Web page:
The state Supreme Court has ordered a new circuit court evidentiary hearing on Damien Echols' appeal of his conviction and death sentence in the West Memphis Three case. It issued similar orders for co-defendants Jason Baldwin and Jessie Misskelley, both serving life sentences.
The court said Circuit Judge David Burnett had erred in dismissing their requests to consider DNA evidence and other exculpatory evidence without a hearing. The ruling is a key interpretation of the state's relatively new DNA statute and a broad one. The court said the circuit judge must consider not only the DNA evidence the defendants want to submit, but any other exculpatory evidence, including evidence not presented in the original trials.
The court said Burnett had too narrowly interpreted the law passed since Echols' conviction that allows use of DNA evidence to establish ground for reversal of convictions. DNA testing found no trace of Echols' or two co-defendants' DNA in evidence submitted in the case. Some DNA of others was found, however. This isn't absolute proof of innocence, but that isn't the standard intended by the law, the Supreme Court ruled.
In a footnote, the Supreme Court also opened the door for Echols to raise his argument about juror misconduct in his case. A juror has told a lawyer that he told other jurors about a co-defendant's supposed confession that was inadmissible in Echols' trial. The order means the defendants will be able to raise, in conjunction with the absence of DNA, all exculpatory evidence that jurors should have been able to hear in their convictions in the 1993 slaying of three West Memphis children. Baldwin also was granted his request for further scientific testing of hair samples.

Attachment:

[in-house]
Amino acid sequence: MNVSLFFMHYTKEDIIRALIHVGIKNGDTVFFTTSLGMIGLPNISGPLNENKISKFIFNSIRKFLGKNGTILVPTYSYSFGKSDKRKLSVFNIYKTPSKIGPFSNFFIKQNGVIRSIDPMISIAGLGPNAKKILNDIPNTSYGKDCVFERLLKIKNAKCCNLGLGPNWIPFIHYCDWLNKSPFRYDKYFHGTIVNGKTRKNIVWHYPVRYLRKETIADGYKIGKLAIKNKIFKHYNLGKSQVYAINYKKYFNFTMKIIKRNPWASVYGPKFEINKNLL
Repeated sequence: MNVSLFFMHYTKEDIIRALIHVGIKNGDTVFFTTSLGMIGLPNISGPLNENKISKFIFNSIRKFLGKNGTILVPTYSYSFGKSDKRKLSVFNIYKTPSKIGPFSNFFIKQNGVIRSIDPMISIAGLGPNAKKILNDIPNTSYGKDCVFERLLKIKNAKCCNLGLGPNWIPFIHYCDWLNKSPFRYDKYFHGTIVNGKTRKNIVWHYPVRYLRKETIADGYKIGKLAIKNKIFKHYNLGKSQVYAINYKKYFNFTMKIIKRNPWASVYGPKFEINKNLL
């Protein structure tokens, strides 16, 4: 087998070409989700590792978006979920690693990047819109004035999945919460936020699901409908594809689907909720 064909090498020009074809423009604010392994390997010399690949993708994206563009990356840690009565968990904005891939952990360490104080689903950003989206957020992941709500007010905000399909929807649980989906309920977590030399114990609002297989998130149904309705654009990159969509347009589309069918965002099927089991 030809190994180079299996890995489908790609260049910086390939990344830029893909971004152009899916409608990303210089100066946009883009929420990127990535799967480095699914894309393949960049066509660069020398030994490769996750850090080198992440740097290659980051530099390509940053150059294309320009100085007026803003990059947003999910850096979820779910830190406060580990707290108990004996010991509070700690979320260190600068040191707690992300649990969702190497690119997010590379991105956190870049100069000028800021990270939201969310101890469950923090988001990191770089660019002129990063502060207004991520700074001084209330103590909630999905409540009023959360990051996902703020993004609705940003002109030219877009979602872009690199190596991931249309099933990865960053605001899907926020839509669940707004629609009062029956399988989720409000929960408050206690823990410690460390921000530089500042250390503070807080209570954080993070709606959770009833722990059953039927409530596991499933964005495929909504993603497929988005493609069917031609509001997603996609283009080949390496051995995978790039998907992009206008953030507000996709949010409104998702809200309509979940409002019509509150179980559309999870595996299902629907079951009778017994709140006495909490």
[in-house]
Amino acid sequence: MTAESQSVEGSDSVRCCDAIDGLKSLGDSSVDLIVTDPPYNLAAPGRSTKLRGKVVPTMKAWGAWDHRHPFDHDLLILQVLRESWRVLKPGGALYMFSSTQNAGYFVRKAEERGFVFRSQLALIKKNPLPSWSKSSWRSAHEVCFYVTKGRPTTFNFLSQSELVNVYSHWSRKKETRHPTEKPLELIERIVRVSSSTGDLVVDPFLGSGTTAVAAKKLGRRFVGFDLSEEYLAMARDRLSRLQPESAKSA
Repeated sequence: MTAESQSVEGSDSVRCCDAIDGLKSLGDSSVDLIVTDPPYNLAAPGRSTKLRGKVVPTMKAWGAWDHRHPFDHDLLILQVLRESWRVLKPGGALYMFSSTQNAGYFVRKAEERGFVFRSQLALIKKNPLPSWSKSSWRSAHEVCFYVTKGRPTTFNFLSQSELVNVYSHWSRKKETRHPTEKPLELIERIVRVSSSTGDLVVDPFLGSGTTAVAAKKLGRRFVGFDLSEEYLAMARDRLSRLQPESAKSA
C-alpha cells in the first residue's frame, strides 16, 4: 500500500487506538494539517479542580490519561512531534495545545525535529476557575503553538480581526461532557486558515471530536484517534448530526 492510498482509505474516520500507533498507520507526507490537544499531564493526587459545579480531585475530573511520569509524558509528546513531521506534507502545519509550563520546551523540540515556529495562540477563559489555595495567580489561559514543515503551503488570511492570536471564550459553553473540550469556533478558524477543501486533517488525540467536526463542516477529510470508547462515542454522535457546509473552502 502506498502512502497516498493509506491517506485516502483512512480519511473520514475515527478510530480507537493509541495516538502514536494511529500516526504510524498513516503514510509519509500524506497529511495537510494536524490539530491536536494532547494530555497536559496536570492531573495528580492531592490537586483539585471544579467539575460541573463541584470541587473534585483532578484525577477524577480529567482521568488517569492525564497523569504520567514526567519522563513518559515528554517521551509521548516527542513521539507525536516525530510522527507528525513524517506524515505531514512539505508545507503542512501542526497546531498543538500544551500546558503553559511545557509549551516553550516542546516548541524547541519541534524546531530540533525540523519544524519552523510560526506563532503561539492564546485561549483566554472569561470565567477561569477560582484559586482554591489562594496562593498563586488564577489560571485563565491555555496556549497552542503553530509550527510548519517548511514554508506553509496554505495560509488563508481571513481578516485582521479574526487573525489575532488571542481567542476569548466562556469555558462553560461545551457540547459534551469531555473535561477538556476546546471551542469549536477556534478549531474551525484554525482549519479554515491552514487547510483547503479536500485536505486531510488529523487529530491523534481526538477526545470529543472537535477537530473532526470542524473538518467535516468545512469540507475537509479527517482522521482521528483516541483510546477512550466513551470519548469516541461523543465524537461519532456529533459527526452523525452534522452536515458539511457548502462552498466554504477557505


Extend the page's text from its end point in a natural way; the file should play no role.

Here's the Echols opinion. Here's the Misskelley ruling. Here's the Baldwin ruling. The court was unanimous, with Justices Ronald Sheffield and Robert Brown and Chief Justice Jim Hannah writing the Echols, Misskelley and Baldwin opinions, respectively.
The further good news for all defendants is that Burnett, consistenty pro-prosecution in the case, will no longer be judge. He's been elected to the state Senate. He is no longer able to adjudicate the case, the Supreme Court said. The court directed the administrative judge of the circuit to reassign the case according to the district's assignment plan. Judge Ralph Wilson's office said he'd be reviewing the order and the schedule of 11 judges in the circuit before making a decision.
Atttorney General Dustin McDaniel, his arguments shredded in this particular ruling, says his office will do its duty and continue to defend the jury verdicts in these cases. Truthfully, he can do no other. But he perhaps could be watchful about his bloodthirsty quotient in the weeks ahead. These are badly flawed cases, thanks to misconduct and prejudice from the land from whence he comes.
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